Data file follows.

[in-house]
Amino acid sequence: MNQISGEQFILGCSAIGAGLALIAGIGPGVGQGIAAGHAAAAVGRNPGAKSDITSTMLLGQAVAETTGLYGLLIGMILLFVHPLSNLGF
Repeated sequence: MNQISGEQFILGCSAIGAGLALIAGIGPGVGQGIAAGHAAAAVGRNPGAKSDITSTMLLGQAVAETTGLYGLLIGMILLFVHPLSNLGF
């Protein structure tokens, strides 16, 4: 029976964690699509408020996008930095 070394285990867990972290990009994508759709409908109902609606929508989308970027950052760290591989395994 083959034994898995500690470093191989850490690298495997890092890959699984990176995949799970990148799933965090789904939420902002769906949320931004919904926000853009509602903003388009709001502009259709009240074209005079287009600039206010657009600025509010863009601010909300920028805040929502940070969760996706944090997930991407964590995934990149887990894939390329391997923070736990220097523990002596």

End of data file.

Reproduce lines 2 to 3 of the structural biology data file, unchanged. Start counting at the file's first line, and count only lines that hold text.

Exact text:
Amino acid sequence: MNQISGEQFILGCSAIGAGLALIAGIGPGVGQGIAAGHAAAAVGRNPGAKSDITSTMLLGQAVAETTGLYGLLIGMILLFVHPLSNLGF
Repeated sequence: MNQISGEQFILGCSAIGAGLALIAGIGPGVGQGIAAGHAAAAVGRNPGAKSDITSTMLLGQAVAETTGLYGLLIGMILLFVHPLSNLGF